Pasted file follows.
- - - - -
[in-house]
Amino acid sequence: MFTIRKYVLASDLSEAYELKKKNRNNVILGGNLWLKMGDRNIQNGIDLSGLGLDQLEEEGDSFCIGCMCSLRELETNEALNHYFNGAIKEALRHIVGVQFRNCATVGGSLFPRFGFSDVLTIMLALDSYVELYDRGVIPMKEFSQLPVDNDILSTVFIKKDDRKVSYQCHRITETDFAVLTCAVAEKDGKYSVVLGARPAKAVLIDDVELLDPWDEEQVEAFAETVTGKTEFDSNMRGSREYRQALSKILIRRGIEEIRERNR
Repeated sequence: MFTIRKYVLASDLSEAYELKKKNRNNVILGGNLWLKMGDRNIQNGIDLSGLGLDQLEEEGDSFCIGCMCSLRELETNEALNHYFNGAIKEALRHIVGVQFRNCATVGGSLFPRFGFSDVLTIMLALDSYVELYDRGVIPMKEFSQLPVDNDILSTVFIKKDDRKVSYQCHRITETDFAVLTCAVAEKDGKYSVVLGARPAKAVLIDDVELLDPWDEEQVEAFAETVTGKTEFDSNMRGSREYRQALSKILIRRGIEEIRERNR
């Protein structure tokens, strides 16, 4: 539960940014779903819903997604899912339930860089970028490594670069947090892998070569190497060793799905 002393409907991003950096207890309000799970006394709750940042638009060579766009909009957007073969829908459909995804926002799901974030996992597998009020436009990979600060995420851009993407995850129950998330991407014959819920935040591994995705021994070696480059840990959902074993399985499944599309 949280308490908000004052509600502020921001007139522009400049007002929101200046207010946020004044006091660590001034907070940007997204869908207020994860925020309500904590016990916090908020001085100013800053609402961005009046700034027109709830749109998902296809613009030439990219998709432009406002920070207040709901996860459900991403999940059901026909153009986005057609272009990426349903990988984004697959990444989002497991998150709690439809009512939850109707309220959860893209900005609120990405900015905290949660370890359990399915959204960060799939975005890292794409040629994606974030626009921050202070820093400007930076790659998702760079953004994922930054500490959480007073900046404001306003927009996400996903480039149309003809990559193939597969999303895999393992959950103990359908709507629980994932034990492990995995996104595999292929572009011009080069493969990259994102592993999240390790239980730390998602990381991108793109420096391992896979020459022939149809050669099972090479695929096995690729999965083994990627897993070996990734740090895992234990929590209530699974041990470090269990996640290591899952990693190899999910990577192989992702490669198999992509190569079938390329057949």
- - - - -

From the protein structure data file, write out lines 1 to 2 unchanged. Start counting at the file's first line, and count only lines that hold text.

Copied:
[in-house]
Amino acid sequence: MFTIRKYVLASDLSEAYELKKKNRNNVILGGNLWLKMGDRNIQNGIDLSGLGLDQLEEEGDSFCIGCMCSLRELETNEALNHYFNGAIKEALRHIVGVQFRNCATVGGSLFPRFGFSDVLTIMLALDSYVELYDRGVIPMKEFSQLPVDNDILSTVFIKKDDRKVSYQCHRITETDFAVLTCAVAEKDGKYSVVLGARPAKAVLIDDVELLDPWDEEQVEAFAETVTGKTEFDSNMRGSREYRQALSKILIRRGIEEIRERNR